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php – Form validation rules for regex_match

Posted by: admin July 12, 2020 Leave a comment


I’m trying to figure out what I’m doing wrong with this validation rule because its saying this error.

Validation rule:

$this->form_validation->set_rules('username', 'Username', 'trim|required|xss_clean|regex_match[a-z0-9]');


Severity: Warning
Message: preg_match() [function.preg-match]: Delimiter must not be alphanumeric or backslash

How to&Answers:

First, you need to fix your pattern. Your pattern right now is a-z0-9

It needs to have a delimiter enclosing it, so something like /a-z0-9/ (If you have issues in Codeigniter using backslash delimiters, you have a number of other options: see The manual page on PCRE delimiters)

Now you have a pattern that literally matches a string with a-z0-9 someplace in it. Note that if you were trying to match that as a character class, you would need to again encase it in brackets to make it that, so /[a-z0-9]/

Now I’m going to assume that you actually wanted to check that the entire string was (lowercase) alphanumeric, not just that it had a character matching that. In which case you need a front anchor, your character class to match, a repetition modifier (I’ll assume you don’t want to match an empty string and make it one or more), and then an anchor to specify that the match must extend to the end:


You could even set a minimum length by substituting braces for the plus and providing a minimum, maximum (leave the max out to allow it to be any length over min)… for example /^[a-z0-9]{3,}$

So your third parameter would end up looking like:


Except that this actually won’t work in codeigniter apparently (as of March 2011 this was the case anyway), due to how it handles brackets inside the validation rules, so you’ll need to use a callback (see here).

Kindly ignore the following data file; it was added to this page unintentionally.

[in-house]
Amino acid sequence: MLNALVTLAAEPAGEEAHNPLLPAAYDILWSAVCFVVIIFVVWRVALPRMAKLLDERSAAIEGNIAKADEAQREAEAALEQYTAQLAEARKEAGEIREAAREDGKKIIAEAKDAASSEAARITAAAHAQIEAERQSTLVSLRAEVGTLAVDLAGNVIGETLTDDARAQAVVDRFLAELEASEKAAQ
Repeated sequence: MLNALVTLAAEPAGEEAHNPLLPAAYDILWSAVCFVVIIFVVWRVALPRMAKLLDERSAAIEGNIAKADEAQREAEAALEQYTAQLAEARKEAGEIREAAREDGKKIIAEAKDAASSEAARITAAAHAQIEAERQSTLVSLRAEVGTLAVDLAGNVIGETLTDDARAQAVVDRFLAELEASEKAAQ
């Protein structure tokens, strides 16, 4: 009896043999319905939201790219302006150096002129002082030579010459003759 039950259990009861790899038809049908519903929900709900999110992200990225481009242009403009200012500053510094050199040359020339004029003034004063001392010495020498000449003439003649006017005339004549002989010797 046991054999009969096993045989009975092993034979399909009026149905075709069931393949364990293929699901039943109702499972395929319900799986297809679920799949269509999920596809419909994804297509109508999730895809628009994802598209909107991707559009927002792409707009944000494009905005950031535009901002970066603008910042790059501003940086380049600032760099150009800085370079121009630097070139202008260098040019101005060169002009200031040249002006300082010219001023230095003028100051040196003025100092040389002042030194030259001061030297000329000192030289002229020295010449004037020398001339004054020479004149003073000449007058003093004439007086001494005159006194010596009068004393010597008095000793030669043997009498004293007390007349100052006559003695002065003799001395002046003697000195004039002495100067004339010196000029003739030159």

Using a callback:

You would place a function like the following in your controller (or of otherwise appropriate scope):

public function _usernameRegex($userName) {
  if (preg_match('/^[a-z0-9]+$/', $userName ) ) 
    return TRUE;
    return FALSE;

You then set the rule to call your function:

set_rules('username', 'Username', 'trim|required|xss_clean|callback__usernameRegex');

Notes: the function is named with a leading underscore to prevent url access if you create your callback function within the controller. There is an alternative way to do this by creating a class which extends the CI_Form_validation class, but that seemed like a more complicated solution. If you name the function with a leading underscore, remember that you must then include that in your rules, which results in callback__usernameRegex having two underscores total: one for the prefix of callback_ and the second for the name of the function, _usernameRegex. This may be utterly straightforward and not need pointing out to you, but to me it seemed like something that could easily be missed. See the linked answer for Adding custom callback to Codeigniter Form Validation for a detailed explanation on extending CI_Form_validation. Note that if you extend the form validation, you do not need to append your function with callback_ when you reference it in set_rules.

You can also set the message for your new callback:

$this->form_validation->set_message('usernameRegex', 'The %s field must only contain lowercase letters and/or numbers');

The alternative route is to modify Codeigniter’s own pattern match used on the form_validation rules. The link to Ellislab’s forum describes the issue and then a potential way to work around it further down the thread. From glancing at the Codeigniter code and the fix specified, the proposed solution they provided may break using arrays in rules: a better regex to replace the one in the Codeigniter function by using recursive matching would solve both, but might run into performance issues on heavier rules.

Codeigniter’s pattern matching for form_validation rules is found in its system/libraries/Form_validation.php file, on line 115 as of 2.1.3.


Use following code its working fine at my end

$this->form_validation->set_rules('username', 'Username','trim|required|callback_username_check|regex_match[/^[a-z0-9]+$/]');


php’s preg_match wants your regular expression surrounded by a non alpha-numeric character (usually everyone uses /), change your setRules() to this:

$this->form_validation->set_rules('username', 'Username', 'trim|required|xss_clean|regex_match[/a-z0-9/]');